William Eamon is a Regents Professor of History and dean of the Honors College at New Mexico State University. He’s also the author of Science and the Secrets of Nature: Books of Secrets in Medieval and Early Modern Culture and the co-editor of Beyond the Black Legend: Spain and the Scientific Revolution. In addition, he has written more than 50 scholarly articles, essays, and book chapters. William gets nearly 1,000 hits each month on his website, www.WilliamEamon.com. So to what does he attribute his success? Here are his answers to our questions…
Who built your website? How was the experience?
My site was built by smartauthorsites.com
Which social networking sites do you regularly participate in? Facebook? Twitter? GoodReads? LinkedIn? Any others?
I have accounts on all of these sites but regularly use Facebook and Twitter. I find that Facebook and Twitter are effective in directing readers to my blog posts and my web site. However, Twitter is very noisy and it’s hard to break through the chatter. I also have an author’s site on Amazon.com, which connects to my blog.
How many online followers do you have? How many pageviews have you gotten on your website?
I get about 800-1,000 hits per month on my website, sometimes more depending on the blog posts. The key, I think, is having blog posts that are interesting enough to attract readers and to cause them to retweet your tweets.
How has your online presence (be it through a website or social networking profiles) increased your visibility/book sales?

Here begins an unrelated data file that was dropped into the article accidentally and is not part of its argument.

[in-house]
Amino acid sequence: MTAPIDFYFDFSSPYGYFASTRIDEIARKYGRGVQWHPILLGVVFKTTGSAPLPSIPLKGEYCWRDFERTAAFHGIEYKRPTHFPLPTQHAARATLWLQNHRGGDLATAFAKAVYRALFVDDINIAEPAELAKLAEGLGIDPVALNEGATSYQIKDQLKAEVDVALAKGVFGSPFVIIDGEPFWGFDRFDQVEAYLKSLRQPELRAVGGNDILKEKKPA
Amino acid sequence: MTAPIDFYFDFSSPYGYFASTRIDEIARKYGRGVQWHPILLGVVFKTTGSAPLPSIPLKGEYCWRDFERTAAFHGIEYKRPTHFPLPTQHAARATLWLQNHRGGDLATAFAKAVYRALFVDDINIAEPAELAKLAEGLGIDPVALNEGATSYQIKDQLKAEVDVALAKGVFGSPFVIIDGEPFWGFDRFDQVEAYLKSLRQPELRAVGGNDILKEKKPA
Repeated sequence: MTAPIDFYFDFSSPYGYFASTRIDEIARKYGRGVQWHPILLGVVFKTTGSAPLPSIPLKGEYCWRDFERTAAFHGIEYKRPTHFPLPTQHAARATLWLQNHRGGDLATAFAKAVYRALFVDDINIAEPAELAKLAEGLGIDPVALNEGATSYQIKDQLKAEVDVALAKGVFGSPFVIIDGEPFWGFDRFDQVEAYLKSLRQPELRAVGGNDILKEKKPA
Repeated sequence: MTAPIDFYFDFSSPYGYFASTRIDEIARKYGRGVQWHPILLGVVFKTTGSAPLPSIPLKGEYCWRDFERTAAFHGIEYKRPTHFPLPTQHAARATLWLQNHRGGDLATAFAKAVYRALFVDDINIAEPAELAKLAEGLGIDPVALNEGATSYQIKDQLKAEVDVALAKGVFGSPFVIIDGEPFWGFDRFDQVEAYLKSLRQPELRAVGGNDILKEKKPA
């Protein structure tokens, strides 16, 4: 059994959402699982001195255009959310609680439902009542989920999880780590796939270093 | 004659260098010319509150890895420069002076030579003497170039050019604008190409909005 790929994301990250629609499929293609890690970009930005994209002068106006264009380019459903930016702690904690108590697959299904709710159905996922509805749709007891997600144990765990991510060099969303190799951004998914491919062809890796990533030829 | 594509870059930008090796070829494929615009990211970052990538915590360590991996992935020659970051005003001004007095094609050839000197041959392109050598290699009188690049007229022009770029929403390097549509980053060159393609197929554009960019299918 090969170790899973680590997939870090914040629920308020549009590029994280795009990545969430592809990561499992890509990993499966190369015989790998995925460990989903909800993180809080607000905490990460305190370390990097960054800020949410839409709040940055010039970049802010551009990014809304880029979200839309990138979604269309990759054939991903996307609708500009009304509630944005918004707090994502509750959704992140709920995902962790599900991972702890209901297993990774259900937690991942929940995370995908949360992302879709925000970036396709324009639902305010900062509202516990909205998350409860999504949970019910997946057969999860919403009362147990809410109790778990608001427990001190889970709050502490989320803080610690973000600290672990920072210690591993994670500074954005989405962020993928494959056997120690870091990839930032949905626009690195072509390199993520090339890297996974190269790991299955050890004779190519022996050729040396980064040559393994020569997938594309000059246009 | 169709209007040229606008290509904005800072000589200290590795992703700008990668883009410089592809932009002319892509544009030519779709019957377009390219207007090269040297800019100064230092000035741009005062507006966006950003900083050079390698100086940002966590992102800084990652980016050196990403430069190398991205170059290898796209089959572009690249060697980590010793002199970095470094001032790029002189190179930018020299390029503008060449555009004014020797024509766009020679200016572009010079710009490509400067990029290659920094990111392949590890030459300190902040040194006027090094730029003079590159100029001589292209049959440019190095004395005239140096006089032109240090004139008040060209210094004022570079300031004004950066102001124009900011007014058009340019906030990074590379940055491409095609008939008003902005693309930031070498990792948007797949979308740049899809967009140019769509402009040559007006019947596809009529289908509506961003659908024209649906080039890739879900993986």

I’m not sure but my publisher is convinced that it has boosted my sales. My book is a historical work for a general readership but also crosses over to an academic audience. It sold about 8,000 copies in its first 6 months: not a best-seller but for a book if its kind not too bad.
What is your “secret” to achieving this success? Were there any tricks or creative ideas (i.e. a contest) that you used?
It’s important to use social media. Blogging is important, but I don’t think readers will follow a blog if it isn’t original and interesting. Unless you are a “star” author, I don’t think readers care much about your personal life, so writing a blog that has content is the most important thing.
Is there anything you would do differently if you were starting over again?
I would probably blog more; I just don’t have the time. I have a day job as a professor so it’s hard to find the time. Blogging for me is mainly a way of writing something while I’m between books. It has attracted a lot of readers that I did not have before.
What is the greatest lesson you’ve learned in the process of building your online presence as an author?
Keep changing and adding to your web site. Your blog is your best friend. A static web site will soon grow cold and lose its effectiveness.
How and where do you promote your website? Is the URL on business cards? Your email signature?
All of the above. I hand out author business cards all the time, shamelessly.
Final words of wisdom for any new authors wondering how to get started….
Every author needs a good agent.